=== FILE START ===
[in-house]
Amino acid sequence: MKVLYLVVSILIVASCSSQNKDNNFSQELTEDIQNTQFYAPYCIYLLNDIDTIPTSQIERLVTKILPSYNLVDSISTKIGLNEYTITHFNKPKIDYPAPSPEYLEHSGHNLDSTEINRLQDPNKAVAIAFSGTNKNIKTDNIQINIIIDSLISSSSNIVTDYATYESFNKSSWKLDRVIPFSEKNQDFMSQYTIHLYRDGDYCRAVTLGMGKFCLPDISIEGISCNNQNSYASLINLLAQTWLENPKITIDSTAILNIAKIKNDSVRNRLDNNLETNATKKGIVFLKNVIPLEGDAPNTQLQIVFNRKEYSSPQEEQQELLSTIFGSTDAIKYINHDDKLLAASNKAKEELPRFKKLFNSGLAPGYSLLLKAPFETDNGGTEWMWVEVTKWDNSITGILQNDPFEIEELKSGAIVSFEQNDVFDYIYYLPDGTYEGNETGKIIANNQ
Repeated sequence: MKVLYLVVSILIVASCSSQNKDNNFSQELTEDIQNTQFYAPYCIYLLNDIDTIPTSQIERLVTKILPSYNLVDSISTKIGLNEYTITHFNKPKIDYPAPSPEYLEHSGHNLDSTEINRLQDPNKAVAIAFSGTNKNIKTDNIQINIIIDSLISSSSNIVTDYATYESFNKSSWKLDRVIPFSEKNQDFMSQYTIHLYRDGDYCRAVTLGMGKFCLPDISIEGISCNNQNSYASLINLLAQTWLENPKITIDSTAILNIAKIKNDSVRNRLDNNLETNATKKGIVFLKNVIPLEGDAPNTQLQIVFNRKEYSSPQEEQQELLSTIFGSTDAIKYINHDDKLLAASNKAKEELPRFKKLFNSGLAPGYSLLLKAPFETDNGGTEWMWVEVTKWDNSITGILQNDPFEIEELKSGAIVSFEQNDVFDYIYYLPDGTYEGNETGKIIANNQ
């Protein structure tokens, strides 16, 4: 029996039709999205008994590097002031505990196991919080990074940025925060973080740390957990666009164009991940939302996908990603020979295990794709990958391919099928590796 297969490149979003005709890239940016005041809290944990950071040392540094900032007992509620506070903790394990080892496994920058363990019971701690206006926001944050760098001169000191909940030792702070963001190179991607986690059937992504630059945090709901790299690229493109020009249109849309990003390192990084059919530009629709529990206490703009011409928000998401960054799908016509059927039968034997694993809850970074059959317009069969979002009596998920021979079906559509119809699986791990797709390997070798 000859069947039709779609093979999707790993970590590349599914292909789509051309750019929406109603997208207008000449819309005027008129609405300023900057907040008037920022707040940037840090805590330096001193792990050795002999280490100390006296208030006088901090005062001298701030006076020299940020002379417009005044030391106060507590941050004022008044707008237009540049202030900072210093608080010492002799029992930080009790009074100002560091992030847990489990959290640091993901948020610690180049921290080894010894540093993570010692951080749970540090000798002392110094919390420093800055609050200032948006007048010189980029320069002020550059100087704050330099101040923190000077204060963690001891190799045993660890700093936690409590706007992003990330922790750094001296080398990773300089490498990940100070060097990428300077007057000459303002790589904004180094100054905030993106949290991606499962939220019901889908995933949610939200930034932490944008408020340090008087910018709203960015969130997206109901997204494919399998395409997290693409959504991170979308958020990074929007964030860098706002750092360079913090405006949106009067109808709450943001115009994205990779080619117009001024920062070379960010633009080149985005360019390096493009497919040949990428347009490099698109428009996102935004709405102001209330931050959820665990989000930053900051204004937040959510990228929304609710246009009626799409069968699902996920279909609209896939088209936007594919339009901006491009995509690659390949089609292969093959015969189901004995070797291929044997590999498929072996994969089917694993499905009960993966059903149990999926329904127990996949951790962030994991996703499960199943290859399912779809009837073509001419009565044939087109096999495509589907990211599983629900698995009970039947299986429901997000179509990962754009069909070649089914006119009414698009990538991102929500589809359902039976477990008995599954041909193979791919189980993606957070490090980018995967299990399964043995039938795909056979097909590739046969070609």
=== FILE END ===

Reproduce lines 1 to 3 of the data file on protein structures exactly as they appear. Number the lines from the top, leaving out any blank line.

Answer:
[in-house]
Amino acid sequence: MKVLYLVVSILIVASCSSQNKDNNFSQELTEDIQNTQFYAPYCIYLLNDIDTIPTSQIERLVTKILPSYNLVDSISTKIGLNEYTITHFNKPKIDYPAPSPEYLEHSGHNLDSTEINRLQDPNKAVAIAFSGTNKNIKTDNIQINIIIDSLISSSSNIVTDYATYESFNKSSWKLDRVIPFSEKNQDFMSQYTIHLYRDGDYCRAVTLGMGKFCLPDISIEGISCNNQNSYASLINLLAQTWLENPKITIDSTAILNIAKIKNDSVRNRLDNNLETNATKKGIVFLKNVIPLEGDAPNTQLQIVFNRKEYSSPQEEQQELLSTIFGSTDAIKYINHDDKLLAASNKAKEELPRFKKLFNSGLAPGYSLLLKAPFETDNGGTEWMWVEVTKWDNSITGILQNDPFEIEELKSGAIVSFEQNDVFDYIYYLPDGTYEGNETGKIIANNQ
Repeated sequence: MKVLYLVVSILIVASCSSQNKDNNFSQELTEDIQNTQFYAPYCIYLLNDIDTIPTSQIERLVTKILPSYNLVDSISTKIGLNEYTITHFNKPKIDYPAPSPEYLEHSGHNLDSTEINRLQDPNKAVAIAFSGTNKNIKTDNIQINIIIDSLISSSSNIVTDYATYESFNKSSWKLDRVIPFSEKNQDFMSQYTIHLYRDGDYCRAVTLGMGKFCLPDISIEGISCNNQNSYASLINLLAQTWLENPKITIDSTAILNIAKIKNDSVRNRLDNNLETNATKKGIVFLKNVIPLEGDAPNTQLQIVFNRKEYSSPQEEQQELLSTIFGSTDAIKYINHDDKLLAASNKAKEELPRFKKLFNSGLAPGYSLLLKAPFETDNGGTEWMWVEVTKWDNSITGILQNDPFEIEELKSGAIVSFEQNDVFDYIYYLPDGTYEGNETGKIIANNQ